Top 5 Political Whippersnappers

PHOTO: Rep. Aaron Schock, R-Ill., is interviewed by Roll Call in his Longworth office, Feb. 2, 2012.
Tom Williams/CQ Roll Call/Getty Images

Politics is usually the vocation of those who can tout lengthy experience in civic responsibility. But then there's some who've found their way into politics before they were even old enough to vote.

Legislative wunderkinds currently include 30-year-old Aaron Schock, R-Ill., the youngest member of the U.S. House of Representatives, and 39-year-old Mike Lee, R-Utah, the youngest U.S. senator.

This year's youngest mayor is 23-year-old Alex Morse, who runs Holyoke, Mass., which has a population of about 40,000.

While President Obama, now 50, might have seemed young when he was inaugurated at the tender age of 47, he was actually five years older than the youngest U.S. president ever to get elected.

ABC News has compiled a list of the Top Five youngest political whippersnappers in U.S. history -- who range from a U.S. president to a small-town honorary mayor. Read about them here:

PHOTO: Teddy Roosevelt
Hulton Archive/Getty Images
Youngest U.S. President: Theodore "Teddy" Roosevelt: Inaugurated at Age 42

Born Oct. 27, 1858, Teddy Roosevelt took the bully pulpit on Sept. 14, 1901, at the ripe young age of 42, making him ABC's No. 1 presidential whippersnapper. John F. Kennedy, inaugurated at the age of 43, just missed the mark.

Roosevelt was vice president when President William McKinley was assassinated, and so became president without having been elected president, technically making Kennedy the youngest president ever to get elected.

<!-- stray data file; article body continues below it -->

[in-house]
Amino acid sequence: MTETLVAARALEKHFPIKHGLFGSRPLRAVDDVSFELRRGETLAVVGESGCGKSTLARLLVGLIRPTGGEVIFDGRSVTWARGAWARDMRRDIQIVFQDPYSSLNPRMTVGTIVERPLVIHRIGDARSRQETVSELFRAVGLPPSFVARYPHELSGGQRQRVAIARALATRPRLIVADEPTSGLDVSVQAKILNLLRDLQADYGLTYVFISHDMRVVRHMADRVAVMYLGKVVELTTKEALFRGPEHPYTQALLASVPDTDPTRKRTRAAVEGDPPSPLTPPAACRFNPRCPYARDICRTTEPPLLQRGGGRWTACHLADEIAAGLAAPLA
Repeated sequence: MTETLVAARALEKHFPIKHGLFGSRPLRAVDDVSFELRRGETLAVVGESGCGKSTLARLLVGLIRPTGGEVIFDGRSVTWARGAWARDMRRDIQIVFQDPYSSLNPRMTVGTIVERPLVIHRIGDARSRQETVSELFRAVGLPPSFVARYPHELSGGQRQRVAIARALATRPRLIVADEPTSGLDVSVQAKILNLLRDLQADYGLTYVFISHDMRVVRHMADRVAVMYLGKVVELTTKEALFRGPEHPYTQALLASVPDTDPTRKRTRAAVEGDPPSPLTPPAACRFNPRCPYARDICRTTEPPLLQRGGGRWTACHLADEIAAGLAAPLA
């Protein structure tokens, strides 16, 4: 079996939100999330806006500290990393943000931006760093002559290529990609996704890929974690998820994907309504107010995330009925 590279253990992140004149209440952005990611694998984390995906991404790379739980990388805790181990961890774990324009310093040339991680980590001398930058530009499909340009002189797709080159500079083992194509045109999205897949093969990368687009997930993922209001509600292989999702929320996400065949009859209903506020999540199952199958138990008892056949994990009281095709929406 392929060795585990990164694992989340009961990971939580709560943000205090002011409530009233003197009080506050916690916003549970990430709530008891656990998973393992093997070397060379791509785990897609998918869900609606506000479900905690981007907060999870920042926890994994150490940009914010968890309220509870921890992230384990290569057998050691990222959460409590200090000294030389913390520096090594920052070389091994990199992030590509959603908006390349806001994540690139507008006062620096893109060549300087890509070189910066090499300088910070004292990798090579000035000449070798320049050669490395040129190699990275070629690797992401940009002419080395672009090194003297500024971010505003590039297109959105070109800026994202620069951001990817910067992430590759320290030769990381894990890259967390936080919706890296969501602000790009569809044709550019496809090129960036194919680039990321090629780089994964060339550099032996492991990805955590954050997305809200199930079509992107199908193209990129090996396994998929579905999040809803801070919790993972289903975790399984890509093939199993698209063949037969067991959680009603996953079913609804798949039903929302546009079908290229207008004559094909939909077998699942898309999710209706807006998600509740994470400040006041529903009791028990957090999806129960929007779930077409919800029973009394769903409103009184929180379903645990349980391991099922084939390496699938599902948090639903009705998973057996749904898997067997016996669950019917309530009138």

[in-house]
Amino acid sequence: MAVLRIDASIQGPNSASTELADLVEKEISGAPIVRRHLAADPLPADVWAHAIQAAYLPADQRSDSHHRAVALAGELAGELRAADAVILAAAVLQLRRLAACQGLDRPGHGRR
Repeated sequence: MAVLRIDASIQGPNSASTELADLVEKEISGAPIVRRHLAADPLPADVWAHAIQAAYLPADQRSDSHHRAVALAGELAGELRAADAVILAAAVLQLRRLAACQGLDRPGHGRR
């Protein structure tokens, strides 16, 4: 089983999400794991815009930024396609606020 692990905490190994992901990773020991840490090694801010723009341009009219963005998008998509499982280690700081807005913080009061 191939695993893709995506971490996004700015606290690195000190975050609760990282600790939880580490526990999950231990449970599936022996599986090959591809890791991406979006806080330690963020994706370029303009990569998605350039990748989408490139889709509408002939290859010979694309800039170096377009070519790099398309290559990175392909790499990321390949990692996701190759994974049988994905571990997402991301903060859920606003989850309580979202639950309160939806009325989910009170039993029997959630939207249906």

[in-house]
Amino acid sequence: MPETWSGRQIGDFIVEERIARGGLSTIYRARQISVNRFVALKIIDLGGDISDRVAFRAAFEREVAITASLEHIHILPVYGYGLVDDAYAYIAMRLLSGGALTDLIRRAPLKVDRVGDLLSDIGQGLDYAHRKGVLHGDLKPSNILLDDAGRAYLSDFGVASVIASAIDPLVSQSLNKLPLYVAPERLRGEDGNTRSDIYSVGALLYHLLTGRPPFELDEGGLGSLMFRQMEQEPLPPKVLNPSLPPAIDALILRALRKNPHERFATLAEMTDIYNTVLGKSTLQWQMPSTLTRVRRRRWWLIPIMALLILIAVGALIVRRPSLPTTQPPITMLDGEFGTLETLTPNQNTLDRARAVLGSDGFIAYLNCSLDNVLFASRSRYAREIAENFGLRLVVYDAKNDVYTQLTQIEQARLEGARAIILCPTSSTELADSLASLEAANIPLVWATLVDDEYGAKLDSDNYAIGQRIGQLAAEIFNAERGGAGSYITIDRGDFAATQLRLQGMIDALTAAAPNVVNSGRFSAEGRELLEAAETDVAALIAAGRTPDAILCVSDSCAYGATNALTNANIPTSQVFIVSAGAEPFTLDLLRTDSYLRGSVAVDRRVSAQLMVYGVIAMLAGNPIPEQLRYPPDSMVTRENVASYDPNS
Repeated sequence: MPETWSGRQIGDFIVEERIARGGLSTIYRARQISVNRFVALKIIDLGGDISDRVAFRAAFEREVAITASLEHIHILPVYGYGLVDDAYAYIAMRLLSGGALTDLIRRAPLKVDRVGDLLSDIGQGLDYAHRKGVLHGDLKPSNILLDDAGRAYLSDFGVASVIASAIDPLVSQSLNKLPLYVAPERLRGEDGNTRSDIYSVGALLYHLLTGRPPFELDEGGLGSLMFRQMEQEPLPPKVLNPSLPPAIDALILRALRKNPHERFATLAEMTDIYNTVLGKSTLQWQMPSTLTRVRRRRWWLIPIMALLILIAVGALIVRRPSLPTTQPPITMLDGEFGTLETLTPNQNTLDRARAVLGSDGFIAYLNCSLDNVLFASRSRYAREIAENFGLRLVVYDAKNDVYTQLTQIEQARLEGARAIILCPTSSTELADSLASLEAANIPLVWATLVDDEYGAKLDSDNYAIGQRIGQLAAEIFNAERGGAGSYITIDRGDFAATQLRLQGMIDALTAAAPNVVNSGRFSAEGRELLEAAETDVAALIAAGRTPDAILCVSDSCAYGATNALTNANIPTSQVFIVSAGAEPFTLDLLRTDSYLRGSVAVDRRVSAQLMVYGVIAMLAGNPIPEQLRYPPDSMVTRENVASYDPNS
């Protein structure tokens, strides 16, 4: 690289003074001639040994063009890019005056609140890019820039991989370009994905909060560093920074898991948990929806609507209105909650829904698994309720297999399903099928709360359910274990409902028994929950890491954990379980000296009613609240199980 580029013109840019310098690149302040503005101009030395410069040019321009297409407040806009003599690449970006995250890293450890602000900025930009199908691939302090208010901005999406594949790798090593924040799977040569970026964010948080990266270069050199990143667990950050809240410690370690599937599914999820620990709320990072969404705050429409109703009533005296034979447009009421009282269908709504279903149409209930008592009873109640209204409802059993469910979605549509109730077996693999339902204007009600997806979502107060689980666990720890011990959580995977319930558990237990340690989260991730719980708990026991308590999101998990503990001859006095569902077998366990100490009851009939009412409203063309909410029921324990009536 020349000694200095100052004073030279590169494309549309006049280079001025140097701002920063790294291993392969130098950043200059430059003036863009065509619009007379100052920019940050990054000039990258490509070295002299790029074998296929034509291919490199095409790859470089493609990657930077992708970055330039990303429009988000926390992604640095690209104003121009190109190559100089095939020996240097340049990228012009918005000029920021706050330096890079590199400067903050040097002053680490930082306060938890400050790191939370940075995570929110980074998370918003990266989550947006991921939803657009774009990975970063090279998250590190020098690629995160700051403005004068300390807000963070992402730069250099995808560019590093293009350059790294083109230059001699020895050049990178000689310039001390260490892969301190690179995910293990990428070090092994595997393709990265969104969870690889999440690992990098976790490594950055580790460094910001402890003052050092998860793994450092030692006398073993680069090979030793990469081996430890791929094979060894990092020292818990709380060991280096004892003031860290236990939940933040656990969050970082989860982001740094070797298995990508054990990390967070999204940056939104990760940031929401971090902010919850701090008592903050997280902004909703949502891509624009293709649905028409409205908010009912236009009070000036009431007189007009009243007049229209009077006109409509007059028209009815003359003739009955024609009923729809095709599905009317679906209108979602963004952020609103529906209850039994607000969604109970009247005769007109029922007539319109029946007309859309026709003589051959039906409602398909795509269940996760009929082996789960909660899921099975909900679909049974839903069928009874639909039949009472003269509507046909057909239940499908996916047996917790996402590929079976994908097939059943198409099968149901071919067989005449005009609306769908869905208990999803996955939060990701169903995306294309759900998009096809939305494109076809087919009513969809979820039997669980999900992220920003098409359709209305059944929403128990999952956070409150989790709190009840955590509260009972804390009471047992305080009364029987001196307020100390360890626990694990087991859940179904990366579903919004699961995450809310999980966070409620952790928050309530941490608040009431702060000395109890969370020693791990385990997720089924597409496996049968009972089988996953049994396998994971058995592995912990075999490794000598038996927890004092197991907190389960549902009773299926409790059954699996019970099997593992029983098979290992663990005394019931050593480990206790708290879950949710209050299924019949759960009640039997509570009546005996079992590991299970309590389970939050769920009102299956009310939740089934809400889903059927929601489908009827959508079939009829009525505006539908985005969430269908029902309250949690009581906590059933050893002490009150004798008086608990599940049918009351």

Three years after the end of his first term as president, Roosevelt ran again from the Progressive Party -- not from the Republican Party to which he'd previously belonged.

While Roosevelt struggled with poor health early in his life, he is known for having said during his campaign for another presidential term that he felt fit as a "bull moose," the nickname of the Progressive Party.

As if to prove it, Roosevelt undertook several daredevil adventures in his life, working on his ranch in the Badlands of North Dakota, going on multiple safaris in South Africa and leading the First U.S. Volunteer Cavalry in the Cuban War of Independence, the Rough Riders.

The U.S. Constitution mandates that candidates for president be at least 35 years old, a natural-born citizen and a permanent resident of the U.S. for at least 14 years.

PHOTO: Willaim Charles Claiborne
Hulton Archive/Getty Images
Youngest U.S. Senator: Armistead Thomson Mason – From Virginia: Sworn in at Age 28

Legally, the minimum age for a U.S. senator is 30 years old. But there was once a day when birth certificate records were not kept quite as assiduously as they are today, and some senators fudged the age requirement a little.

One such case was that of senatorial whippersnapper Armistead Thomson Mason, sworn into office as a U.S. senator for Virginia in 1816, when he was about 28.

Mason was elected to fill the vacancy created by the resignation of Sen. William B. Giles.

More recently, another senatorial whippersnapper filled the vacancy of a previous senator. In 2010, 36-year-old Carte Goodwin, D-W. Va., succeeded Sen. Robert C. Byrd, who died at the age of 92. At the time, the New York Times reported that stand-in senators (with no plans to run for re-election) Roland Burris, D-Ill.; George LeMieux, R-Fla.; and Goodwin considered forming a short-timers caucus.